You know you are in Australia when you can get up close and personal to these iconic animals. We’ve spent a busy day on board a big blue Adams Coach, doing a full day trip. First stop was to the Caversham Wildlife Park where the tour guide took us around to check out the animals. The morning was a bit drizzly so we were pleased we had taken our rain jackets. Some of the kangaroos had Joey's in the pouches so we could see legs or heads sticking out as Mum hopped around.
Next stop was the wombat enclosure where one of the keepers was sitting with a male wombat on his lap, and we were invited up to have our photo taken. The wombat was perfectly content and didn’t move at all, as one after another, the bus passengers filed up for their photo opportunity.
Time with the wombat
Then it was on to the koala enclosure, where, sure enough, a young koala was waiting with the keeper. As we were allowed to gently touch these animals, we had to use hand sanitiser as we entered each enclosure, to protect the animals.
With a young koala
Our whizz bang tour concluded, we boarded the bus again and went on our way. Our lunch stop was at the Lobster Shack, on the coast at Cervantes, where we had a tour through the processing factory, then on to the dining area for lunch. The price for our coach tour included fish and chips for lunch, with the option to upgrade to a lobster meal for an extra cost. And why not, I thought, it isn’t often that I get an opportunity like this! Robin was happy with his fish and chips, as long as I gave him a little taste of my lobster. The rock lobsters are fished off the coast, and we would call them crayfish back home in NZ.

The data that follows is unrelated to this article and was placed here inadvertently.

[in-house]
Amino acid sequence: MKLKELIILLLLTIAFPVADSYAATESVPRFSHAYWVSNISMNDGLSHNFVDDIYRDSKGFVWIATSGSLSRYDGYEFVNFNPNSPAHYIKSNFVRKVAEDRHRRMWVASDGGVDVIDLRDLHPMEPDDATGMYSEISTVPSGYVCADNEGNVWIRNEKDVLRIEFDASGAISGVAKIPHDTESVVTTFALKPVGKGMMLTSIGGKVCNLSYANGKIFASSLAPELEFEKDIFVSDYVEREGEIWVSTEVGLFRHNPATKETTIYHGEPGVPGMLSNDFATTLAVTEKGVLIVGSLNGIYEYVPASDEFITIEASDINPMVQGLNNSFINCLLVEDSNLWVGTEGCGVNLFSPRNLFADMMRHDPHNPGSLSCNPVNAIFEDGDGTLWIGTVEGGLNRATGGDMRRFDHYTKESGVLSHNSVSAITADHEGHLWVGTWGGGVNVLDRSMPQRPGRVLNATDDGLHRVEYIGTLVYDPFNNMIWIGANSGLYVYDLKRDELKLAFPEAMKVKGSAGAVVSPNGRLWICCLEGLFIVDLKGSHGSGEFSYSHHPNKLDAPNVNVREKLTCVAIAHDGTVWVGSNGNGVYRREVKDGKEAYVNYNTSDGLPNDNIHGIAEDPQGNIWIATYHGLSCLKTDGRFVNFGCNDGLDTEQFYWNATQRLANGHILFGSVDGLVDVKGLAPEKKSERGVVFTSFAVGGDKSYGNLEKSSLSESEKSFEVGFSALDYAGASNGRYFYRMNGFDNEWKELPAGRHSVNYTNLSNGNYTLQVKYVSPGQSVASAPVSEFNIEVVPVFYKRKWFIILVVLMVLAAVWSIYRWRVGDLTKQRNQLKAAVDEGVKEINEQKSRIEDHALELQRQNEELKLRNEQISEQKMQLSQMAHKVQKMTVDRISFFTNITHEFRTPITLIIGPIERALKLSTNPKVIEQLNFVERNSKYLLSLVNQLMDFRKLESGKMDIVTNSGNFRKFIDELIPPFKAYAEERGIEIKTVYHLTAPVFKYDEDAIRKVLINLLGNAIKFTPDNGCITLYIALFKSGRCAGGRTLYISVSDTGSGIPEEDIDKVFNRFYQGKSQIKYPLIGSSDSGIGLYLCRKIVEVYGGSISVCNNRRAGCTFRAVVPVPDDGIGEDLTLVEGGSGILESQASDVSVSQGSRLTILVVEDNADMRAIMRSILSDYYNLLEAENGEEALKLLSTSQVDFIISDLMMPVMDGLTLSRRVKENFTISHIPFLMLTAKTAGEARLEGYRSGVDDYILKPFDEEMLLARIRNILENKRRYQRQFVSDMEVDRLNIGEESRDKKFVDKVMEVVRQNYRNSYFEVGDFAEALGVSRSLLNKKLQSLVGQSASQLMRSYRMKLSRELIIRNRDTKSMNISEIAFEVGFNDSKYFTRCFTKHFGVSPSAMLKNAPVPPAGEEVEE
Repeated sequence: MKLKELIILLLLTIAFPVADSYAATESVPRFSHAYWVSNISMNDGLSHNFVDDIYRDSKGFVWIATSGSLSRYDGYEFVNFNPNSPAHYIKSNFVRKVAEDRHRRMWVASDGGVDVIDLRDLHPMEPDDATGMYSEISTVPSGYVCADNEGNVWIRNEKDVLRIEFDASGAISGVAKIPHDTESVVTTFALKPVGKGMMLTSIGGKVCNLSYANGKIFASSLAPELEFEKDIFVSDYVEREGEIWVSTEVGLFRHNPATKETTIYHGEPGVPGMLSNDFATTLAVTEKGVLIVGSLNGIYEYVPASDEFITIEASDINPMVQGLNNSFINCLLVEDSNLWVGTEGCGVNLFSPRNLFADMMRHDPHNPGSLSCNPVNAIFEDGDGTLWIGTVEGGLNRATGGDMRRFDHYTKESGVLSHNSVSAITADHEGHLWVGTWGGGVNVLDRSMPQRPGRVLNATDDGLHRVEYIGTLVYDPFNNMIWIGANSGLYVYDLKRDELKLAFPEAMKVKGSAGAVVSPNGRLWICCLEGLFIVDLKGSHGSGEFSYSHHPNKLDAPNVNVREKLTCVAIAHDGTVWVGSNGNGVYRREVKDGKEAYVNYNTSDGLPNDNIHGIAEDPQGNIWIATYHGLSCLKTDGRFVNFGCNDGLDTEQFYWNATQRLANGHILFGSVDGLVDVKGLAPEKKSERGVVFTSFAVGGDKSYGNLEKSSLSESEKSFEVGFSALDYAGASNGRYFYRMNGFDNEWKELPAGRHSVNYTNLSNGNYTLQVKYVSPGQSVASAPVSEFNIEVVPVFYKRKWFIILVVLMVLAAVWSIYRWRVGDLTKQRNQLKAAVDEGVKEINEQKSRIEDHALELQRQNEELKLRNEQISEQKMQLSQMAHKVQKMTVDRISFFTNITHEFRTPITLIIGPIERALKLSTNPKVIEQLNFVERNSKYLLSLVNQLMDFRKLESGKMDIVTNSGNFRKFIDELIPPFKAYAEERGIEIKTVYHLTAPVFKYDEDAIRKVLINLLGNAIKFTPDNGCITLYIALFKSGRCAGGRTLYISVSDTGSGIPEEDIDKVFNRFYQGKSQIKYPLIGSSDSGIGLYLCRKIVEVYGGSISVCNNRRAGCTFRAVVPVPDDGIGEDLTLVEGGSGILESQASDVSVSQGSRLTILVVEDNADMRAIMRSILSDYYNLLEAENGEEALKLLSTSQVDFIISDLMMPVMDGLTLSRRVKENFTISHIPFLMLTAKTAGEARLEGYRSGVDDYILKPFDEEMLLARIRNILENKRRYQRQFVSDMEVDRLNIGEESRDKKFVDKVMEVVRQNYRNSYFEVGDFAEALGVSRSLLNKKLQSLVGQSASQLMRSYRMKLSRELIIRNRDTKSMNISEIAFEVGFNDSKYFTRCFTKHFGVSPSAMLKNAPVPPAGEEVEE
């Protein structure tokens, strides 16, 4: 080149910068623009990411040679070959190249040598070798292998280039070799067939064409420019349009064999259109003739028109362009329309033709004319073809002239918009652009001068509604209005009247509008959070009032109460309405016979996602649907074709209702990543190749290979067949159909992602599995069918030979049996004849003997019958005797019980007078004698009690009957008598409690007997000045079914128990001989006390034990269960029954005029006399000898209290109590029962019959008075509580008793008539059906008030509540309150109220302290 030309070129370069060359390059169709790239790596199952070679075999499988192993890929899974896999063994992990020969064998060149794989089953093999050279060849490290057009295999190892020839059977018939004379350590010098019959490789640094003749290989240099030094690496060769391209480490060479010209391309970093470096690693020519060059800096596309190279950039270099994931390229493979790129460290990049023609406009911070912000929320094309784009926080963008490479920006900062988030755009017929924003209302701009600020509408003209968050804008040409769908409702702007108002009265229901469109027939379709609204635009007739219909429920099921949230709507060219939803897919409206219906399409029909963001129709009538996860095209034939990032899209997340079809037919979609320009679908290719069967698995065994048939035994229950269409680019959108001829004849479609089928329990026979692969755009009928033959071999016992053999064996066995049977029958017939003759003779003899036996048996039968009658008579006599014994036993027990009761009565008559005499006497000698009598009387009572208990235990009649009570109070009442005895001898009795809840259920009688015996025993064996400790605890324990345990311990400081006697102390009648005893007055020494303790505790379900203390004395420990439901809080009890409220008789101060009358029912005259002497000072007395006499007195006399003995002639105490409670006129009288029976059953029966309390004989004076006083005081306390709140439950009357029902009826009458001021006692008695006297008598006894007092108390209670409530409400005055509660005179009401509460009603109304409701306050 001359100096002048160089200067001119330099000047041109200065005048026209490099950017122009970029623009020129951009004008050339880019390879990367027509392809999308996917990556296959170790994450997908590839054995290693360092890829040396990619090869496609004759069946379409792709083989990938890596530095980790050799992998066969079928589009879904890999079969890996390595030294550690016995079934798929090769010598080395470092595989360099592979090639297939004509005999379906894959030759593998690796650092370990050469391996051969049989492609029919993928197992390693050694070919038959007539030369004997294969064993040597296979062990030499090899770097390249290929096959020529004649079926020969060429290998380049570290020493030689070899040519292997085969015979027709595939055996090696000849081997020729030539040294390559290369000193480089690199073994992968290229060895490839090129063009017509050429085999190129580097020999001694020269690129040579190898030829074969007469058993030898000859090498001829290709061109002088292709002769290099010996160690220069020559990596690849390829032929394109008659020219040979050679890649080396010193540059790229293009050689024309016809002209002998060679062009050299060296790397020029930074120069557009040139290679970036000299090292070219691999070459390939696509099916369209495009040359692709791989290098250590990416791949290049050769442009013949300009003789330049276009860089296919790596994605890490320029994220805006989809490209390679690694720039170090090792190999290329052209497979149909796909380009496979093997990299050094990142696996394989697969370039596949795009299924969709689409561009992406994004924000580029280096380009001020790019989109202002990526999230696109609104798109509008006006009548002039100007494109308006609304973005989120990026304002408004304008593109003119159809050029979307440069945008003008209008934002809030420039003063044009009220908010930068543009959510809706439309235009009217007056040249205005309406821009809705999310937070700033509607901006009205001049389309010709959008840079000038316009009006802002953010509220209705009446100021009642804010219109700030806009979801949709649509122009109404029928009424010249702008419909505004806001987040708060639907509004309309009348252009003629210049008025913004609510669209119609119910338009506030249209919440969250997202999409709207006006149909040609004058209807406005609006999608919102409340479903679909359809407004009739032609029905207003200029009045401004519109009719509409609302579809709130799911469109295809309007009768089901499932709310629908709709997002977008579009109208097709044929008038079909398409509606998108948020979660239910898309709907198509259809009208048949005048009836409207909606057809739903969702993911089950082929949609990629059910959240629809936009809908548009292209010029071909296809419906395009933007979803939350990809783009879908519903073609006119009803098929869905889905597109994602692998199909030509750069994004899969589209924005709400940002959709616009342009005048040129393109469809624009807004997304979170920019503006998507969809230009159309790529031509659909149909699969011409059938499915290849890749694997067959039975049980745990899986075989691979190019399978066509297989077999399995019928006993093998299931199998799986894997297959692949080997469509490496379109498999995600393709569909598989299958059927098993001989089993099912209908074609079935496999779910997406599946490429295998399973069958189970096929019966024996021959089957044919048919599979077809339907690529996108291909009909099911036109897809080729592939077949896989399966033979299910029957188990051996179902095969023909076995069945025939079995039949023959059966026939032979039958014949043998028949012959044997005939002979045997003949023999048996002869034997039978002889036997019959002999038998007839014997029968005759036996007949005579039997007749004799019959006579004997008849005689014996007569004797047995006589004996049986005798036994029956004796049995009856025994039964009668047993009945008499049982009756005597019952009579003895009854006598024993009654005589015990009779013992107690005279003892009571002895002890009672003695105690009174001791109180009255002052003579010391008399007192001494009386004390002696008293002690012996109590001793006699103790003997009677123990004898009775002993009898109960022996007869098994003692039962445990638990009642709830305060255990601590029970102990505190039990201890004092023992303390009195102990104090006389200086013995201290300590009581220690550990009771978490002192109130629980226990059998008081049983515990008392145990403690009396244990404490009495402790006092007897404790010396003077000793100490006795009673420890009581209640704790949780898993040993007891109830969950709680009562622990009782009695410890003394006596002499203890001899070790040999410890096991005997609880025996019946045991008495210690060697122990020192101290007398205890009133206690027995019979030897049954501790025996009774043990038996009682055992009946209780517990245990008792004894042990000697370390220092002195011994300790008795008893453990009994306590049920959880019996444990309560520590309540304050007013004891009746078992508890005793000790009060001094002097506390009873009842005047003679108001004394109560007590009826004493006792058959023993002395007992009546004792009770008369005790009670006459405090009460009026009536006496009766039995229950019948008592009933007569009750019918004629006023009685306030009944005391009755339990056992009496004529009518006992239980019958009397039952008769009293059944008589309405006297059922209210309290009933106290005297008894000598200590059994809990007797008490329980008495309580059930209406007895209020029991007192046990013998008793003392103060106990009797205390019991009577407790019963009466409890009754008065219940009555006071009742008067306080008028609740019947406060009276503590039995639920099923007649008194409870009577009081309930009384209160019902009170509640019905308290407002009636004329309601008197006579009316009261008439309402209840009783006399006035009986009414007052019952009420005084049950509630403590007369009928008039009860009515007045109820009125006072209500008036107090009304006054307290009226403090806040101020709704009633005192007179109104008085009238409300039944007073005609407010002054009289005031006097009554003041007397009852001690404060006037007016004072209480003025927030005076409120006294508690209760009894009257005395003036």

Next was a visit to the amazing Pinnacles at Nambung National Park. It seems that the experts cannot agree how these formations came to be, and there are several theories trotted out. Whatever the real answer is, the Pinnacles were certainly amazing to see, stretching out into the desert as far as the eye could see. We read: “Rising mysteriously from the sand dunes are thousands of limestone pillars up to 4m tall, a landscape in eerie contrast to the surrounding heath. Some are jagged, sharp edged columns rising to a point, others resemble tombstones”.
Just some of the Pinnacles
Our last stop was to the gorgeous snow white sand dunes at Lancelin. We changed vehicles to a 4WD bus and were invited to have a go at sand boarding down the dunes. Not for me, at my age, with middle aged bones I’d be worried about falling off and breaking a hip! But some of the younger people had a go, and seemed to enjoy themselves. It was fun enough just to stand by and watch then as they trudged up to the top of the dunes, and whizzed down on there dune boards.
It was a long day, with the trip covering 500kms, but fun, and I’m sure that most of us nodded off in the coach on the return journey. Certainly the easiest way to see these amazing sights, it was a most enjoyable day.